“I think there’s a link between official ties [with China] and the messages that get filtered down to people, especially in these small countries that are desperate for foreign aid, that the Chinese are the great hope and we need to be nice to them,” she told IRIN.
Many complain that the Chinese add little to the local economy because they send all of their money home, but according to Park, few Chinese migrants in Lesotho send remittances home. Instead, they spend their first two or three years in the country repaying loans, and then they tend to reinvest in their businesses. Most also employ at least one local to interact with customers.
They keep their prices as low as possible by buying from other Chinese (often at a slight discount), forming cooperatives to make bulk purchases and focusing on rapid turnover rather than high profit margins. Rumours that the more unscrupulous also engage in under-handed practices like re-packaging expired food and removing a few ounces from bags of flour and sugar before resealing them may also be true in some cases, said Park.
“Profit margins are so narrow, that they probably do resort to some of those things. And government in Lesotho isn’t doing enough to prevent them,” she commented.
In the run-up to Lesotho’s general elections in June, several political parties indicated their intention to expel foreign traders from the country, but apart from several raids on Chinese supermarkets said to be selling expired meat, no action has been taken to prevent them from operating.
Zambia’s open-door investment policy has seen hundreds of Asian migrants setting up businesses in the country in recent years, but locals employed by them complain about low wages.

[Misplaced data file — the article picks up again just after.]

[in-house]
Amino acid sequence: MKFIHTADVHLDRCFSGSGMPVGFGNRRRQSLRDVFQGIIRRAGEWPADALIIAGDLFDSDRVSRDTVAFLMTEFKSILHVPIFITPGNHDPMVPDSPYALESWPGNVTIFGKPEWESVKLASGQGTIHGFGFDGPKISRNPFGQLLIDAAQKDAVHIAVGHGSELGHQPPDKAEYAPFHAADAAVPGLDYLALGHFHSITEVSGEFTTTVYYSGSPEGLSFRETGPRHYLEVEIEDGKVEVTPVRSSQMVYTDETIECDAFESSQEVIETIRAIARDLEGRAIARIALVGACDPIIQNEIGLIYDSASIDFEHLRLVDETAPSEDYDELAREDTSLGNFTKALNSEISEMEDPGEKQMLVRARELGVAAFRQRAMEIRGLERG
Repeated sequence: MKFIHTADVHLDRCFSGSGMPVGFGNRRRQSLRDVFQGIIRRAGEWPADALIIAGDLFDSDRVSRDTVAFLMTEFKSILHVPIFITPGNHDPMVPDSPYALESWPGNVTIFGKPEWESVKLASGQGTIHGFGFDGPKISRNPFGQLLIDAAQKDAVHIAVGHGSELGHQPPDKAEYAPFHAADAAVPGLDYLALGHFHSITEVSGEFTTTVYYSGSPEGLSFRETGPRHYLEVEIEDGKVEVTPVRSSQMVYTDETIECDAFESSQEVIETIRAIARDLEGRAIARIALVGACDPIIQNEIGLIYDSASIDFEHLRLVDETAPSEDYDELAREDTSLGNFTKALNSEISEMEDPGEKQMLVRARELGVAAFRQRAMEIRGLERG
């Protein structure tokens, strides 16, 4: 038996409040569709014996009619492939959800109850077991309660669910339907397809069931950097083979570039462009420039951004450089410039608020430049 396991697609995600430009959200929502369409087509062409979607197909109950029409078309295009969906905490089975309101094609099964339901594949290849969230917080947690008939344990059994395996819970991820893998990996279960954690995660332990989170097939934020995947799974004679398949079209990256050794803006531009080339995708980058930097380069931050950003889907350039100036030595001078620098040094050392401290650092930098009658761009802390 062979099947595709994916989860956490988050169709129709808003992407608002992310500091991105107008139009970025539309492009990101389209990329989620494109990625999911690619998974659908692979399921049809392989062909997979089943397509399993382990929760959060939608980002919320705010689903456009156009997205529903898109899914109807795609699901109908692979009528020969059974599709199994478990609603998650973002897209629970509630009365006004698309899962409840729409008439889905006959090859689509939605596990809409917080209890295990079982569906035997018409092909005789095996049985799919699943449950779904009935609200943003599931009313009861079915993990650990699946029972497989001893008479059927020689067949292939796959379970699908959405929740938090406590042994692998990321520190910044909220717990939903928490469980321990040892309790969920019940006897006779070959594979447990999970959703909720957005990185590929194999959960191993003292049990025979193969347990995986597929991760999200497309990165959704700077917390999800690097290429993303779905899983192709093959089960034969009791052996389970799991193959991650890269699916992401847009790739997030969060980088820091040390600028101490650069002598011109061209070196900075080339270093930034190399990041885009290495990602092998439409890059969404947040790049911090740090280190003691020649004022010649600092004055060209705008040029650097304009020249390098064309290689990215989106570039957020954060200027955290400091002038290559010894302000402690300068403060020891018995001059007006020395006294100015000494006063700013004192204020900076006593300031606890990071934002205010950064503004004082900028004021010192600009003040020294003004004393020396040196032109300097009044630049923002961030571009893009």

“Yes, they are giving us jobs, but these are not jobs to help us [improve our lives]. They are jobs to help them make more money. I am paid 350,000 kwacha [US$70] every month, and what can you do with that amount? It is like my salary just goes for transport to come here and go home,” said Melinda Daka, a shop worker in a Chinese-owned business in Kamwala, Lusaka’s upmarket trading area.
“Zambian employers pay much better, but they are very few, and they only employ very few people… So, there is nothing we can do but work for these same people [foreigners].”
In July, the Zambian government increased the monthly minimum wage for shop workers and other general workers, from $80 to $220, but employers are reluctant to pay the new salaries, saying they could make the cost of business unsustainable.
But negative attitudes toward Chinese traders are not uniform throughout the region. In countries such as South Africa and Swaziland, where Chinese migrants arrived several generations ago and now run businesses that fill gaps in the market without competing with locals, relations have remained fairly good.
Park’s research in Zimbabwe found that during that country’s severe economic crisis, consumers were grateful to Chinese traders for getting goods into the country when no one else could. “They said that if it hadn’t been for them, they wouldn’t have been able to send their kids to school with basic supplies. They helped them survive the crisis,” she told IRIN.
However, in countries with struggling economies, the arrival of large numbers of entrepreneurial Chinese migrants combined with a lack of enforcement of laws and regulations have fuelled tense relations with locals.
“Oftentimes, they know it’s not the fault of the Chinese. They respect them for their work ethic, but they’re angry that the government is allowing them to do some of the things they do,” said Park.
This report does not necessarily reflect the views of the United Nations